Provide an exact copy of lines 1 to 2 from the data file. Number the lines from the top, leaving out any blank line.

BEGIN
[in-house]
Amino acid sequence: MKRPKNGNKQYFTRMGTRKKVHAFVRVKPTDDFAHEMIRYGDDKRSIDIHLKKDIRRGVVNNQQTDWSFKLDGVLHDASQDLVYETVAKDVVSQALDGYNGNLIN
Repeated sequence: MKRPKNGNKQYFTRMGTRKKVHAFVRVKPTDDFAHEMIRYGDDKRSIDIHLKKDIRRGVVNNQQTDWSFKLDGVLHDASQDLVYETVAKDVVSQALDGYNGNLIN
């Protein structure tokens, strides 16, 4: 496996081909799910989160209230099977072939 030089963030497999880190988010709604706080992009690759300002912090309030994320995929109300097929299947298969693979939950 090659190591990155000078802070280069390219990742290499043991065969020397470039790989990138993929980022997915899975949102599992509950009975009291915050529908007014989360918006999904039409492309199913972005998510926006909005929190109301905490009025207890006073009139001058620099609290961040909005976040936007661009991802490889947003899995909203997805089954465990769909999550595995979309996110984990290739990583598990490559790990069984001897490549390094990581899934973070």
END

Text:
[in-house]
Amino acid sequence: MKRPKNGNKQYFTRMGTRKKVHAFVRVKPTDDFAHEMIRYGDDKRSIDIHLKKDIRRGVVNNQQTDWSFKLDGVLHDASQDLVYETVAKDVVSQALDGYNGNLIN